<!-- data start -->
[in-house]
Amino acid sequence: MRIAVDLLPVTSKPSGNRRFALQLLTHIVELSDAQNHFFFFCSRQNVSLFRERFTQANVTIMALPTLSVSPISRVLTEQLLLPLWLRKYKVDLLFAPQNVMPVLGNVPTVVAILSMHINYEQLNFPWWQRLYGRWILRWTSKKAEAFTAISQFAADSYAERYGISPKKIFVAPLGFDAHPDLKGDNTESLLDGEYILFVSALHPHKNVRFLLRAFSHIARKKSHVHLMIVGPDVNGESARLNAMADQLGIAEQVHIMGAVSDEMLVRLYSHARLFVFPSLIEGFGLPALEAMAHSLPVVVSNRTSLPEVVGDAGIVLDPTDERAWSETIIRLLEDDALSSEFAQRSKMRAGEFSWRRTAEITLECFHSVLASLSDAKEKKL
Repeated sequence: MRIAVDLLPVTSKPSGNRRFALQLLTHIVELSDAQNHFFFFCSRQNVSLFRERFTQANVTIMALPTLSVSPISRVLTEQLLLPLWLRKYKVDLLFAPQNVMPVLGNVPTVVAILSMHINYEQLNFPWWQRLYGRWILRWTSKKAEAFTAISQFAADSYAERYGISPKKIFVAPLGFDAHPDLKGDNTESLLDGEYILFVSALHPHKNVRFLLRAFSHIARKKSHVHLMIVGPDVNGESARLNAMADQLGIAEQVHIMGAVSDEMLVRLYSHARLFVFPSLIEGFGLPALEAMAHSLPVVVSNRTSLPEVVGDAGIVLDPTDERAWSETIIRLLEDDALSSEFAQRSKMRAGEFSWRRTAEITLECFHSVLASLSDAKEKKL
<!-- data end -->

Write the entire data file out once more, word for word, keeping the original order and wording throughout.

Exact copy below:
[in-house]
Amino acid sequence: MRIAVDLLPVTSKPSGNRRFALQLLTHIVELSDAQNHFFFFCSRQNVSLFRERFTQANVTIMALPTLSVSPISRVLTEQLLLPLWLRKYKVDLLFAPQNVMPVLGNVPTVVAILSMHINYEQLNFPWWQRLYGRWILRWTSKKAEAFTAISQFAADSYAERYGISPKKIFVAPLGFDAHPDLKGDNTESLLDGEYILFVSALHPHKNVRFLLRAFSHIARKKSHVHLMIVGPDVNGESARLNAMADQLGIAEQVHIMGAVSDEMLVRLYSHARLFVFPSLIEGFGLPALEAMAHSLPVVVSNRTSLPEVVGDAGIVLDPTDERAWSETIIRLLEDDALSSEFAQRSKMRAGEFSWRRTAEITLECFHSVLASLSDAKEKKL
Repeated sequence: MRIAVDLLPVTSKPSGNRRFALQLLTHIVELSDAQNHFFFFCSRQNVSLFRERFTQANVTIMALPTLSVSPISRVLTEQLLLPLWLRKYKVDLLFAPQNVMPVLGNVPTVVAILSMHINYEQLNFPWWQRLYGRWILRWTSKKAEAFTAISQFAADSYAERYGISPKKIFVAPLGFDAHPDLKGDNTESLLDGEYILFVSALHPHKNVRFLLRAFSHIARKKSHVHLMIVGPDVNGESARLNAMADQLGIAEQVHIMGAVSDEMLVRLYSHARLFVFPSLIEGFGLPALEAMAHSLPVVVSNRTSLPEVVGDAGIVLDPTDERAWSETIIRLLEDDALSSEFAQRSKMRAGEFSWRRTAEITLECFHSVLASLSDAKEKKL